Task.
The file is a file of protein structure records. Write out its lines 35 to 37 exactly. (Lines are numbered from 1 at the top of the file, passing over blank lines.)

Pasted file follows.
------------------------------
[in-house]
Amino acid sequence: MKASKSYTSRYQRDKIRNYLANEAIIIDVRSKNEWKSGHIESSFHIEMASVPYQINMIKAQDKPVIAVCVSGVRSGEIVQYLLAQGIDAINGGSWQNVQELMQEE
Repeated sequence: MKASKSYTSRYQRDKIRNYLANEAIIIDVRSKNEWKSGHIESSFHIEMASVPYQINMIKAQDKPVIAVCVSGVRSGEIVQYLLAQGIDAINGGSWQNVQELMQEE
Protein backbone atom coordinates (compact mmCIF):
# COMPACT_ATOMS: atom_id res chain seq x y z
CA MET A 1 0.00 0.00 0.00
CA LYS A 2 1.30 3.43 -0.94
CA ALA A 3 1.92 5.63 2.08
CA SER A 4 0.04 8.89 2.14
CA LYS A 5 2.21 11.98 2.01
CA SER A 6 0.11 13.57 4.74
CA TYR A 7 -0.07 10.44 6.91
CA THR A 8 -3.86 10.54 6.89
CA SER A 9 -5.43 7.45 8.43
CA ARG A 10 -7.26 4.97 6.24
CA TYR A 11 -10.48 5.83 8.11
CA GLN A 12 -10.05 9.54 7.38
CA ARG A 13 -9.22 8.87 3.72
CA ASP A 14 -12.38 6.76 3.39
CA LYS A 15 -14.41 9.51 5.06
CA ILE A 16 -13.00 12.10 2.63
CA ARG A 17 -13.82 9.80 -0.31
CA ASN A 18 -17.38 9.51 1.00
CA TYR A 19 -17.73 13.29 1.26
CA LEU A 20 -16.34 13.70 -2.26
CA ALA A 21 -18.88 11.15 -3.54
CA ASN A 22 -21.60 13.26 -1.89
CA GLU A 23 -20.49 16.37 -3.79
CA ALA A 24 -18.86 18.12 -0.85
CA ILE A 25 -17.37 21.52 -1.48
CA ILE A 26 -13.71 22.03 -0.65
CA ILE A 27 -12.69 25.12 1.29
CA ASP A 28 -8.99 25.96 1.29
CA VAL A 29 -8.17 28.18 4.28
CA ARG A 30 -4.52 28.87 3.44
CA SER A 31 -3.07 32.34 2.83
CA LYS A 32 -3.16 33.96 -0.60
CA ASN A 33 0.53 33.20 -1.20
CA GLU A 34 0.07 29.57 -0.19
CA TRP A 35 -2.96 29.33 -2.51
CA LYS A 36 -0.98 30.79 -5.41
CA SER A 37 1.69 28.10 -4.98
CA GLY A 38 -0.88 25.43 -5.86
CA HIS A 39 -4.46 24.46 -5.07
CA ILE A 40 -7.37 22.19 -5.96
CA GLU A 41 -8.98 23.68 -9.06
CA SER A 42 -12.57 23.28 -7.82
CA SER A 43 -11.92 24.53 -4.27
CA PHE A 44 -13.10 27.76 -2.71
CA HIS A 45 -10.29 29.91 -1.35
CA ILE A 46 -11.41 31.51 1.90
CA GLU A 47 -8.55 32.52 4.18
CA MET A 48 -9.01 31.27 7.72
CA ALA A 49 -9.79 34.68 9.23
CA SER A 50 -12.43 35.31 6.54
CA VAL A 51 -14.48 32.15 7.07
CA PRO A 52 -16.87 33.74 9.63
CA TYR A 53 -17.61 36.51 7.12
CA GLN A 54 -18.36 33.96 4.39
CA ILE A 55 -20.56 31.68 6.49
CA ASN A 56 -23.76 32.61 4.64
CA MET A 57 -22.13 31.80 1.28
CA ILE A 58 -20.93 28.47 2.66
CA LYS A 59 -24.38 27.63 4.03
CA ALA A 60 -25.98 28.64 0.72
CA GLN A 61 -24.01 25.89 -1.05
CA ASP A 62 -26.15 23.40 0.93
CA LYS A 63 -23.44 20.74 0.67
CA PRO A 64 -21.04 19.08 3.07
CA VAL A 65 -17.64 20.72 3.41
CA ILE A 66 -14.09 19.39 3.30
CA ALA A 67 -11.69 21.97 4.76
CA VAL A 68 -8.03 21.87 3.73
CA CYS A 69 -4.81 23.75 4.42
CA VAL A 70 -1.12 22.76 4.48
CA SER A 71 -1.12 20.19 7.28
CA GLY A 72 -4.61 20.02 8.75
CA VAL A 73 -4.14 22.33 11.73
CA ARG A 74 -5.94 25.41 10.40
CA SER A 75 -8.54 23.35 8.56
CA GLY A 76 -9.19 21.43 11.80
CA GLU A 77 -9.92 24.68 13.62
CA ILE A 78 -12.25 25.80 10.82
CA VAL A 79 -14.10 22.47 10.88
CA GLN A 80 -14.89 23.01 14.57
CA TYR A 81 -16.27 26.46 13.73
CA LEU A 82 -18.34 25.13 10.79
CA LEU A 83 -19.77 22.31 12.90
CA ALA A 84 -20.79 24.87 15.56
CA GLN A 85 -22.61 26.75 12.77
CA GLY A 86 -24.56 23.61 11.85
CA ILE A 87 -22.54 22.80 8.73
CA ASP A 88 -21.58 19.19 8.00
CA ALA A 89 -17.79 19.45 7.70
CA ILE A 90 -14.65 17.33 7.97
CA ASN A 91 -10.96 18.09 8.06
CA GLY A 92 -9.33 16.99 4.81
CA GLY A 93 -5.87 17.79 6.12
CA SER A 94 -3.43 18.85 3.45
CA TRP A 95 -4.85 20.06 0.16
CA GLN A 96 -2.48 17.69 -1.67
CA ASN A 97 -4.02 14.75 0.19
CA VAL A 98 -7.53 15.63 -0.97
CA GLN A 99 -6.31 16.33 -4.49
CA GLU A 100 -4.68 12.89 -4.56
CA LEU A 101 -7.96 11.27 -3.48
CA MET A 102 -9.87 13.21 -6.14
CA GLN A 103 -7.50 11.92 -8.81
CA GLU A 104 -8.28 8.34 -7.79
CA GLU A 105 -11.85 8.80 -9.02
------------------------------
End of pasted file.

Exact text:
CA ARG A 30 -4.52 28.87 3.44
CA SER A 31 -3.07 32.34 2.83
CA LYS A 32 -3.16 33.96 -0.60